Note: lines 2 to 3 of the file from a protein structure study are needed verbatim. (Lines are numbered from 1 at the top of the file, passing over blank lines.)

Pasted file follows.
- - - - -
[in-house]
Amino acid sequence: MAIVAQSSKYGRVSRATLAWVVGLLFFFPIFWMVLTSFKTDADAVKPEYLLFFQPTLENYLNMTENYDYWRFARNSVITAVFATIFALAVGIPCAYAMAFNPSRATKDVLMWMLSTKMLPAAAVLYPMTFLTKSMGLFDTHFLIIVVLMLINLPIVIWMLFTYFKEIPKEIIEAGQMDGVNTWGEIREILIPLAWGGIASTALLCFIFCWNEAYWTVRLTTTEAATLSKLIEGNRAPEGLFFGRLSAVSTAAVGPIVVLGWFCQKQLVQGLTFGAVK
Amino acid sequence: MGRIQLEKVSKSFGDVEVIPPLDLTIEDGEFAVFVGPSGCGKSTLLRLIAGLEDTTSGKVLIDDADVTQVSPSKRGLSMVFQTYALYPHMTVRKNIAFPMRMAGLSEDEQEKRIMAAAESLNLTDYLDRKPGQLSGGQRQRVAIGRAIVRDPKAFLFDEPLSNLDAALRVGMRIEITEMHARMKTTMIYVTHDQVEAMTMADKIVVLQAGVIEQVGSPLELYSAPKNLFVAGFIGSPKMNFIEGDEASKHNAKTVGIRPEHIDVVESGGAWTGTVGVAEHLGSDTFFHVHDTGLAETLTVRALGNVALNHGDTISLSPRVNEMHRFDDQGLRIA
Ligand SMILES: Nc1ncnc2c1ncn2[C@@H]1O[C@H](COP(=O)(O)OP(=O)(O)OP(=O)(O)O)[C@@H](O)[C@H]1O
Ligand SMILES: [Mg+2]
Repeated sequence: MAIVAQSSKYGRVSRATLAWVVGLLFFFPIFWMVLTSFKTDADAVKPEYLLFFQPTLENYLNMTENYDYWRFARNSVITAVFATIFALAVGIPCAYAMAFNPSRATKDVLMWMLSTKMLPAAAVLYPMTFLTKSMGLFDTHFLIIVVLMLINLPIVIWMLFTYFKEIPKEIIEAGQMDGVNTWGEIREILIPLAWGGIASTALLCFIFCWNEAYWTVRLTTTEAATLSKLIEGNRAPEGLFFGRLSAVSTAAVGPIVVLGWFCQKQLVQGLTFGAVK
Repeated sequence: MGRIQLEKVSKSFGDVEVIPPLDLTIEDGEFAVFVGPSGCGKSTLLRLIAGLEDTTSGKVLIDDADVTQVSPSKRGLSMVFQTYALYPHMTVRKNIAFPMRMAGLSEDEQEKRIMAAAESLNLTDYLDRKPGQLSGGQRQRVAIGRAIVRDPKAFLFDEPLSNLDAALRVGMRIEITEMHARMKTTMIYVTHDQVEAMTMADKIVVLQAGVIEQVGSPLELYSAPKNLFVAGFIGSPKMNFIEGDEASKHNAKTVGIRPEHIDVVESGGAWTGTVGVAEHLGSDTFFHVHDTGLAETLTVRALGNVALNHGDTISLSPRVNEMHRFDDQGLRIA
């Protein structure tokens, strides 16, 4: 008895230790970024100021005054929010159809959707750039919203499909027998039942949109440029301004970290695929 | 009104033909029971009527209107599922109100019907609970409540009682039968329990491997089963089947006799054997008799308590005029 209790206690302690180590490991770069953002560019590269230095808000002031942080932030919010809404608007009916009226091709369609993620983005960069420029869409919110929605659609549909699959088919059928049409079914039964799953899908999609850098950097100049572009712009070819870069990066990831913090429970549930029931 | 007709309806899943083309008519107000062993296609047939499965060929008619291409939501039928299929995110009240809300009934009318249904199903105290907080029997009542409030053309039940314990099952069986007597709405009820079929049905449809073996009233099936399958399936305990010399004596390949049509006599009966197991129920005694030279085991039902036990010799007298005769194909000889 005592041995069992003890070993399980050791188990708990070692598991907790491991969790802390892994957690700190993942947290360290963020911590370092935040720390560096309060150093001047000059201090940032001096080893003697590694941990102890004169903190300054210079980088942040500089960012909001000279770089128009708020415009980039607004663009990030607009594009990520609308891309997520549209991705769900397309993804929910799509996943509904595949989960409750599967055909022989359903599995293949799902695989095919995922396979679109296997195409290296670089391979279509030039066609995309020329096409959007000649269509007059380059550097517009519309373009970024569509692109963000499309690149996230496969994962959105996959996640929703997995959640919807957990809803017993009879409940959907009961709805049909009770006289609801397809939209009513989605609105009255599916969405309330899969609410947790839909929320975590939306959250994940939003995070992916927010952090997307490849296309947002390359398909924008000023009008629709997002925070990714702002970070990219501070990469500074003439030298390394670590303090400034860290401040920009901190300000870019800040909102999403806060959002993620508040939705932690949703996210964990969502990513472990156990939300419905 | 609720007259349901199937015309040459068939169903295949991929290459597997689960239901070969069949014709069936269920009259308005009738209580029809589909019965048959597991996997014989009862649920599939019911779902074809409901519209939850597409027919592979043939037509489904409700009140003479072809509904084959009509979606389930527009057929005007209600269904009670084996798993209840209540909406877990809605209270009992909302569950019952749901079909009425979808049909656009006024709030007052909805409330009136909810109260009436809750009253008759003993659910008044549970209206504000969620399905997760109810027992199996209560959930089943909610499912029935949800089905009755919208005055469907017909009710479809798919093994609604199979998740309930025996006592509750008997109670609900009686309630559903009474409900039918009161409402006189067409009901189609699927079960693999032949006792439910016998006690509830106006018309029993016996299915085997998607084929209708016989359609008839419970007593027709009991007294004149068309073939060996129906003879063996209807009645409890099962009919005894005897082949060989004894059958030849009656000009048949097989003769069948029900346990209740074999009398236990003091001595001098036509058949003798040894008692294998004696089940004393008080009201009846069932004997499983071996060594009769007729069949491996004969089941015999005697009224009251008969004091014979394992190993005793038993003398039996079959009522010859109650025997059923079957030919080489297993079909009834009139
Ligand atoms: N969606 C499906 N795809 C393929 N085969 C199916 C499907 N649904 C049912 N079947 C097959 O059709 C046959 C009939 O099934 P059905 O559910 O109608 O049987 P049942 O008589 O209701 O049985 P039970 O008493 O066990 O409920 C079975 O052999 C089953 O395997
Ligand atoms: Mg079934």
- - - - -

Amino acid sequence: MAIVAQSSKYGRVSRATLAWVVGLLFFFPIFWMVLTSFKTDADAVKPEYLLFFQPTLENYLNMTENYDYWRFARNSVITAVFATIFALAVGIPCAYAMAFNPSRATKDVLMWMLSTKMLPAAAVLYPMTFLTKSMGLFDTHFLIIVVLMLINLPIVIWMLFTYFKEIPKEIIEAGQMDGVNTWGEIREILIPLAWGGIASTALLCFIFCWNEAYWTVRLTTTEAATLSKLIEGNRAPEGLFFGRLSAVSTAAVGPIVVLGWFCQKQLVQGLTFGAVK
Amino acid sequence: MGRIQLEKVSKSFGDVEVIPPLDLTIEDGEFAVFVGPSGCGKSTLLRLIAGLEDTTSGKVLIDDADVTQVSPSKRGLSMVFQTYALYPHMTVRKNIAFPMRMAGLSEDEQEKRIMAAAESLNLTDYLDRKPGQLSGGQRQRVAIGRAIVRDPKAFLFDEPLSNLDAALRVGMRIEITEMHARMKTTMIYVTHDQVEAMTMADKIVVLQAGVIEQVGSPLELYSAPKNLFVAGFIGSPKMNFIEGDEASKHNAKTVGIRPEHIDVVESGGAWTGTVGVAEHLGSDTFFHVHDTGLAETLTVRALGNVALNHGDTISLSPRVNEMHRFDDQGLRIA